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We look at Walmart’s plans to add more technology to its stores and its efforts to build a dedicated ecosystem.

900 new Pickup Towers

Walmart has been one of the leaders in the US retail sector in terms of deploying new technologies in-store to either improve the shopping experience or to simplify ways of working. Many of its customer-facing technologies have been focused on its ecommerce operations, with the goal of making the store pickup process as fast and convenient as possible. Pickup Towers have been a central element, enabling customers to retrieve their orders within seconds of entering a store. With over 700 currently in place, the retailer plans to add a further 900 to the network.

Source: IGD Research

300 Auto-S shelf scanners

The retailer has also been using robotic scanners in-store to monitor product availability and planogram compliance. These scanners help identify where stock levels are low, prices are incorrect, or labels are missing. In addition, the scanners provide a real-time view of inventory in the store; the information is used to direct associates to the areas of the store that need the most attention. Using machine learning capabilities, the scanner can scan dozens of aisles in under an hour. This information is integrated into a workforce app which provides associates with detailed information on the tasks to be completed. The retailer plans to add a further 300 scanners to its stores.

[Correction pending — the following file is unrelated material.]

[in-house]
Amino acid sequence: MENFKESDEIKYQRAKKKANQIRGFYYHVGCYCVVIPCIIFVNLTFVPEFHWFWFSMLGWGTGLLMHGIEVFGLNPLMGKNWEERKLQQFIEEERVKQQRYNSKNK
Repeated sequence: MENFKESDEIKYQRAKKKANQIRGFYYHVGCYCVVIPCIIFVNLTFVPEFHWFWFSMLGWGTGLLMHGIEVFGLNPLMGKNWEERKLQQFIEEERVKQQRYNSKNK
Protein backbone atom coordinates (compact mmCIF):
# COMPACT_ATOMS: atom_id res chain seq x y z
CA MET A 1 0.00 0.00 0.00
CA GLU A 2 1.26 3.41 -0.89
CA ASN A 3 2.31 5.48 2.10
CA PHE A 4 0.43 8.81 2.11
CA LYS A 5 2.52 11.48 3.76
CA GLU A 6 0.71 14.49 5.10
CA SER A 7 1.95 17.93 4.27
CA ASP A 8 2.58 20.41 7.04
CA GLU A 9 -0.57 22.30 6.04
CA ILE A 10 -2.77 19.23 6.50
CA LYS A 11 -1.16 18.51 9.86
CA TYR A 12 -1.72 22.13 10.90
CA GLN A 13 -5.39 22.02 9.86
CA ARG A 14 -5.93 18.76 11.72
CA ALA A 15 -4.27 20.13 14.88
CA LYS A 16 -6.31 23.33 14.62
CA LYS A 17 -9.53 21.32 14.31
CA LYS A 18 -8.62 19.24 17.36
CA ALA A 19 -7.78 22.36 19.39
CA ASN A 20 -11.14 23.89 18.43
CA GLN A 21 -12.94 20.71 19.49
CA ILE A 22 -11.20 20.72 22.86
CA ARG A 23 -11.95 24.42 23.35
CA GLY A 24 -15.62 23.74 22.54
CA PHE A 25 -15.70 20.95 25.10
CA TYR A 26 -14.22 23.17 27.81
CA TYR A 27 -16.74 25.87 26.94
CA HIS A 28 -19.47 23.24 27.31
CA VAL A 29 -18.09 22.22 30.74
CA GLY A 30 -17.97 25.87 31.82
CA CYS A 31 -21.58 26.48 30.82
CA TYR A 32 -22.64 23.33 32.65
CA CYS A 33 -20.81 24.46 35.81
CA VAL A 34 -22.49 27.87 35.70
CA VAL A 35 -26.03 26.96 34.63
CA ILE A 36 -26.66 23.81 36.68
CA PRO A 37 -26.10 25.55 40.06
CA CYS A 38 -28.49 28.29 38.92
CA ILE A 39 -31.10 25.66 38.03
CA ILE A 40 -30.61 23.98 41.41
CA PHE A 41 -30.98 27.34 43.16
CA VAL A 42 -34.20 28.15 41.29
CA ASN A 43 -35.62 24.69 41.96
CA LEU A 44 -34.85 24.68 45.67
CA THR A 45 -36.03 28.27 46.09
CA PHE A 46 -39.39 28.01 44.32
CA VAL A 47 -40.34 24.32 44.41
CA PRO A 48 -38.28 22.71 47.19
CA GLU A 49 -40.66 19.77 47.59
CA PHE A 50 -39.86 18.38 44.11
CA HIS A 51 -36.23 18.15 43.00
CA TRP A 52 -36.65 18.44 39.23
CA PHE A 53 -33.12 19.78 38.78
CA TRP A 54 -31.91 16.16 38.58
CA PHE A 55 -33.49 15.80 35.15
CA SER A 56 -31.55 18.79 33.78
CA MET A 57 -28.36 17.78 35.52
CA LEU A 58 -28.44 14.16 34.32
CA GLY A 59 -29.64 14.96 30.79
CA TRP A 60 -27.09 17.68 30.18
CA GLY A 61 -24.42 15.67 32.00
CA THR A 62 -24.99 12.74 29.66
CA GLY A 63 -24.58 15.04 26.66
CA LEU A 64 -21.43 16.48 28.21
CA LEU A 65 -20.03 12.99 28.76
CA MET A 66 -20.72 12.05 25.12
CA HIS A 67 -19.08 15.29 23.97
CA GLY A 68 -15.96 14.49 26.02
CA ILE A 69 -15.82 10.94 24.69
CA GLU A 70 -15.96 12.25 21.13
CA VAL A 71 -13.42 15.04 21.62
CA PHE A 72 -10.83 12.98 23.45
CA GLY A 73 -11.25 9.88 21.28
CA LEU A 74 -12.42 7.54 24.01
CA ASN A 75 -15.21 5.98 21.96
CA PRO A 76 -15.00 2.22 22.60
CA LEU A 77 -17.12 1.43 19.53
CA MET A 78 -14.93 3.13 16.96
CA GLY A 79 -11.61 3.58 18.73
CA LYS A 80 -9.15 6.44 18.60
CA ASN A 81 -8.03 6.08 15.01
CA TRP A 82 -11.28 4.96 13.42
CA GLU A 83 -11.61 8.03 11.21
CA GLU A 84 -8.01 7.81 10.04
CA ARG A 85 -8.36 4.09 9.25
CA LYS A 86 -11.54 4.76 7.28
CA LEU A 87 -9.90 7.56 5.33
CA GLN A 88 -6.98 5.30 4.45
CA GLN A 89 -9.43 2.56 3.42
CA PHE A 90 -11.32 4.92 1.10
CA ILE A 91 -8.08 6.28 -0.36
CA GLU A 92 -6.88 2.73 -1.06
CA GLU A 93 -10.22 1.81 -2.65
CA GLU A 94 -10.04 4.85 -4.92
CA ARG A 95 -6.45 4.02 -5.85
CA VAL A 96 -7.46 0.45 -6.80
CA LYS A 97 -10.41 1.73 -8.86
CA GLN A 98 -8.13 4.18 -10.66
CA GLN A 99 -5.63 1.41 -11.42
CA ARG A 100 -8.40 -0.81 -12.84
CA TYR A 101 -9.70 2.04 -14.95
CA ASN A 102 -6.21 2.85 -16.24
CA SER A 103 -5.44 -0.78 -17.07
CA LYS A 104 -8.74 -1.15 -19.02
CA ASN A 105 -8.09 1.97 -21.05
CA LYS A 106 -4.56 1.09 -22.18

Source: IGD Research

1,200 FAST Unloaders

Linked to this, Walmart has been testing a new system in backrooms, the FAST Unloader. This automatically scans and sorts items which are delivered to stores based on priority and department, allowing associates to spend less time unloading trucks in the backroom and more time on the sales floor. When combined with data from the shelf scanner, the retailer can move relevant inventory from the back room to the sales floor more quickly; out-of-stocks are sorted by the machine for prioritisation. Trucks are unloaded in two hours or less, using four people, compared to requiring eight people previously. Walmart plans on rolling-out the FAST Unloader to 1,200 additional stores.

Source: IGD Research

1,500 Auto-C autonomous floor cleaners

The retailer has also introduced autonomous floor cleaners. Each cleaner is programmed to travel across the store, polishing the floor. This helps to maintain a cleaner experience for its customers while also freeing up its associates. A further 1,500 floor cleaners will be deployed across its network adding to around 400 units which are currently operational.

Source: IGD Research

Creating more engaging work

Beyond these initiatives, Walmart has introduced several other tech elements which are changing the nature of work in its stores. The ‘One Best Way’ program focuses on simplifying processes, with many tasks seeing a significant reduction in the number of steps required to complete them. The goal is to provide meaningful work for associates through optimising technologies and making routine tasks more engaging. The retailer has introduced virtual reality headsets and a new gaming app as part of its learning and development initiative, while a suite of task-orientated and management information apps has made it significantly easier to manage and monitor the flow of work in-store.

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Walmart is partnering with Google to introduce voice ordering capabilities for its online grocery service.